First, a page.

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» Growing Alpine Plants from Seed

How Did I Do It? > Home & Garden > Growing Alpine Plants from Seed
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Alpine plants are a wonderful addition to your rock garden, whether yours is located in Nebraska or Maine, and they afford a look of authenticity to the garden that you just cant beat. Growing them from seed isn’t always an easy task but is far better than ordering them, or trying to purchase them from nursery centers. Based on my own experience they don’t always survive the trip well.

Sowing your alpine plants in compost will make a great base for them and give them every chance to grow well.

Purchasing a good base soil for Alpines isn’t easy and I found a great mixture on the Internet last year that works well for me. Unfortunately, I have forgotten where I found it. The trick was to mix equal parts purchased compost, 5mm grit and another part of vermiculite.

When to Plant

Experience is usually the best teacher to help you know when to plant in your area, but trial and error being the best teacher, still isn’t always easy on the patience or the pocketbook.

The best time to plant an alpine is usually winter or early spring. Selecting the time right will prevent a long delay in the seed germination or prevent it all together.

If you’re indecisive for the plant you want to sow,
try planting a few in wintertime and a few more in early spring and then record your results for future reference.

It isn’t easy to say generally that the best time to grow an Alpine will be a particular month, but there are generalizations that can be used as a base for your growing.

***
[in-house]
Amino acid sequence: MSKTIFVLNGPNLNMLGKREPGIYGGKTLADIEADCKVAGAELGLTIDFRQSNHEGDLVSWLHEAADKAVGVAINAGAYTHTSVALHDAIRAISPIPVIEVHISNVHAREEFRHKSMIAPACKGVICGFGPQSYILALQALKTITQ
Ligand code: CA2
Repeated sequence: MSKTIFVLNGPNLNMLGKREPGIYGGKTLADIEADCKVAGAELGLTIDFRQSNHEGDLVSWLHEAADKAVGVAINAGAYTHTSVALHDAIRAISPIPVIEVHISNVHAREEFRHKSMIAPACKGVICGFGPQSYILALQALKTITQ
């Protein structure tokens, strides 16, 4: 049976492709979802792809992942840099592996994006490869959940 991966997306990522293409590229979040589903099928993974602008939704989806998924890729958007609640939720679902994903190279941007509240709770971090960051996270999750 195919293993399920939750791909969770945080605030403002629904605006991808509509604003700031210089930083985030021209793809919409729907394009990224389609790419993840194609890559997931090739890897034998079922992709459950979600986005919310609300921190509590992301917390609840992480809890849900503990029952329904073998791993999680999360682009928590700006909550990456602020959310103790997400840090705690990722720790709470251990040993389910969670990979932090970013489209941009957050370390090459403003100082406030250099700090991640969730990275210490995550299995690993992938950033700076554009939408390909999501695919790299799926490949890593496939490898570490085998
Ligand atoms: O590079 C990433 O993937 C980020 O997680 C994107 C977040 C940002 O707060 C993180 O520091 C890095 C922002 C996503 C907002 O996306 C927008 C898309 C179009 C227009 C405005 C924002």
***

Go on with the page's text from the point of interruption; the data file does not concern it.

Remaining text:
The best time, GENERALLY to sow
Aquilegia, Callianthemum, Campanula (high alpine), Crocus, Gentiana, Iris, Lewisia, and Saxifraga is going to be winter time. about December or January, while the best time to plant things such as Calceolaria, Campanula (low alt), Dianthus, Ericaceae, Erysimum, Meconopsis Phlox, and Raoulia is going to be spring, February or March.

Many alpine seeds don’t store very well so you will want to plant them as soon as you order or receive them, to prevent them from becoming non viable.

If you need to store them, or need another means to plant, one way to work it will be to use a refrigerator or a small propagator.

Seeds that are placed in moist vermiculite sealed in a bag can be refrigerated for 4-12 weeks to simulate a wintertime atmosphere in the middle of summer.

For more tips and tricks on growing plants that will work well in your rock garden, visit the Alpine Garden Society.

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